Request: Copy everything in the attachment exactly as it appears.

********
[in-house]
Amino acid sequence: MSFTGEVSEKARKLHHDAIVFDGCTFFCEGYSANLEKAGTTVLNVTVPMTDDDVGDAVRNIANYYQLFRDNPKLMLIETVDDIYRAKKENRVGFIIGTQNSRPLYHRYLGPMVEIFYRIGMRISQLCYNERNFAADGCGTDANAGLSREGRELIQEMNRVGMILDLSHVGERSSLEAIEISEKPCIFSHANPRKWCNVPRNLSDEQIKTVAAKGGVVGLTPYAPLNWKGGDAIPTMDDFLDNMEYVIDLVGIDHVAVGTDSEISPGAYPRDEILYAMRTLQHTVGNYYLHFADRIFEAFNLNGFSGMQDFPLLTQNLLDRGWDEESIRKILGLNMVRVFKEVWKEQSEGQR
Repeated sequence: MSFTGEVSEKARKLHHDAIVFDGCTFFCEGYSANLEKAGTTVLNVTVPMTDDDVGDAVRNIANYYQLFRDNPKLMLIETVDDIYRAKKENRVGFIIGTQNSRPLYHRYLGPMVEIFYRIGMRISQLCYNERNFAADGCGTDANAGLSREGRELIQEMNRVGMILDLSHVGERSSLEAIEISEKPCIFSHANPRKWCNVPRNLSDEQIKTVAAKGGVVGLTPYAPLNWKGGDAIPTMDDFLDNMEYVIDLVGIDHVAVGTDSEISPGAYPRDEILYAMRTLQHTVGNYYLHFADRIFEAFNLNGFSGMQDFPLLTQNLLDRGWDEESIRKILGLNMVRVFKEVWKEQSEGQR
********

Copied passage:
[in-house]
Amino acid sequence: MSFTGEVSEKARKLHHDAIVFDGCTFFCEGYSANLEKAGTTVLNVTVPMTDDDVGDAVRNIANYYQLFRDNPKLMLIETVDDIYRAKKENRVGFIIGTQNSRPLYHRYLGPMVEIFYRIGMRISQLCYNERNFAADGCGTDANAGLSREGRELIQEMNRVGMILDLSHVGERSSLEAIEISEKPCIFSHANPRKWCNVPRNLSDEQIKTVAAKGGVVGLTPYAPLNWKGGDAIPTMDDFLDNMEYVIDLVGIDHVAVGTDSEISPGAYPRDEILYAMRTLQHTVGNYYLHFADRIFEAFNLNGFSGMQDFPLLTQNLLDRGWDEESIRKILGLNMVRVFKEVWKEQSEGQR
Repeated sequence: MSFTGEVSEKARKLHHDAIVFDGCTFFCEGYSANLEKAGTTVLNVTVPMTDDDVGDAVRNIANYYQLFRDNPKLMLIETVDDIYRAKKENRVGFIIGTQNSRPLYHRYLGPMVEIFYRIGMRISQLCYNERNFAADGCGTDANAGLSREGRELIQEMNRVGMILDLSHVGERSSLEAIEISEKPCIFSHANPRKWCNVPRNLSDEQIKTVAAKGGVVGLTPYAPLNWKGGDAIPTMDDFLDNMEYVIDLVGIDHVAVGTDSEISPGAYPRDEILYAMRTLQHTVGNYYLHFADRIFEAFNLNGFSGMQDFPLLTQNLLDRGWDEESIRKILGLNMVRVFKEVWKEQSEGQR